History also influenced the looks of the game. Sebastian was inspired by German expressionists of the 1920’s who were later banned by the Nazis as un-German art. He tried to create a look that the Nazis would have banned.
So I would say, history plays a very important role in Through the Darkest of Times.
Q: What kind of source material did you use while building the game? Books, historical documents, interviews?
A: All of this. We read a lot, we went to places and museums – luckily, as we are in Berlin and the game takes place in Berlin, there are a lot of memorial sites and local annalists we got in touch with. We read interviews of course and we talked to descendants of civilian resistance fighters.
Q: How faithfully does the game follow real-life events of the Third Reich? Can the players expect to “change the course of history”?
A: In the main game, the historical events and what you read in the news all follow the actual historical timeline. Your character, the members of the group and your supporters are fictional though, and so are their actions against the regime.
But characters and actions are inspired by real civilian resistance groups that were active in Berlin at that time, such as the Schulze-Boyssen/Harnack group or the Jochen-Baum group.
Most of the missions wouldn’t have an impact on grand politics – if this is what you mean by “changing history”. However, the way we see it, history is not only changed by generals and leaders but by all of us.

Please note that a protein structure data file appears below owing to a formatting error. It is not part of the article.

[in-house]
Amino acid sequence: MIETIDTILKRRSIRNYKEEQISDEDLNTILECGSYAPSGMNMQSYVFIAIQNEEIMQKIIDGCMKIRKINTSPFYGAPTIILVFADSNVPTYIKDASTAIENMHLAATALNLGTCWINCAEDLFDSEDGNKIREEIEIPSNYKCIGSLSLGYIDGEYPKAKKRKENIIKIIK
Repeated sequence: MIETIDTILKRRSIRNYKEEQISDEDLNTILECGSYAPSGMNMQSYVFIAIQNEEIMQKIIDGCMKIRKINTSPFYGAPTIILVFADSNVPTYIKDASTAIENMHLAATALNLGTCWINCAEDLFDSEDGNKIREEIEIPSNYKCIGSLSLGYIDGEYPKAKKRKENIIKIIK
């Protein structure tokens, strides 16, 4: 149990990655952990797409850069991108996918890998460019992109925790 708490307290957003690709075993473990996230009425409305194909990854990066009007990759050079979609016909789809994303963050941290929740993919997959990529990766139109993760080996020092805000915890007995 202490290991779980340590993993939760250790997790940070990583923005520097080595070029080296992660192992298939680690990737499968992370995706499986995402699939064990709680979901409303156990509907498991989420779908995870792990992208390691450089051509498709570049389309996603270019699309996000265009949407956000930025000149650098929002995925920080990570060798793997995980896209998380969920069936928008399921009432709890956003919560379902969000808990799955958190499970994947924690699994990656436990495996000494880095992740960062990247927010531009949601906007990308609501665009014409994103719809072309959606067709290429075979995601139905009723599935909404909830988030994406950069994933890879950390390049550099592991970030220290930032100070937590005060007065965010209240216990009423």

Who saves people drowning in the Mediterranean Sea today is changing history – more than most politicians and in a better way if you ask me.
But since we have all these rogue-like elements in the game and since we like the idea, we are thinking about a second mode – a “New Game+” if you want – in which events happen less predictably and you might be able to stop the regime before the end of the war.
Q: Do you hope players will learn something about German and World History by playing Through the Darkest of Times?
A: When I talk to people about the Nazi time they often have the idea that it started with war and holocaust right away. But it didn’t. Hitler got elected. He became chancellor in a legal way, because we had conservatives who thought that they could handle a fascist in power and that this would still be better than the left – 12 years later half of Europe was destroyed and millions of people had died.
I hope people might be able to recognize the patterns when playing Through the Darkest of Times when they look at what is going on in the real world.
Q: Is there any takeaway message you’d like the players to get from your game?
A: It would be great if our players took away the same message that we took away when we started to learn about civilian resistance fighters: some developments are so wrong, they are so evil, that we have to overcome our day to day disputes, unite and fight for the fundamental human rights even if it means taking a risk.
About the Team
Paintbucket Games is a Berlin-based indie game studio founded by two ex-AAA developers. Jörg Friedrich does design and code and Sebastian Schulz does art and design. They have been making games for more than 13 years each and worked on 10 of those together. Among the several titles they worked on are: Spec Ops: The Line, Dead Island 2, Albion Online, and Desperados 2.
 The Christchurch mosque shootings were two terrorist attacks conducted by an Australian alt-right white supremacist in Christchurch, New Zealand, on 15 March 2019. Over 50 people were killed and another 50 were injured. New Zealand’s Prime Minister Jacinda Ardern described the event as “one of New Zealand’s darkest days.” (Gelineau & Gambrell, 2019: https://www.chicagotribune.com/news/nationworld/ct-mosque-killer-white-supremacy-20190315-story.html)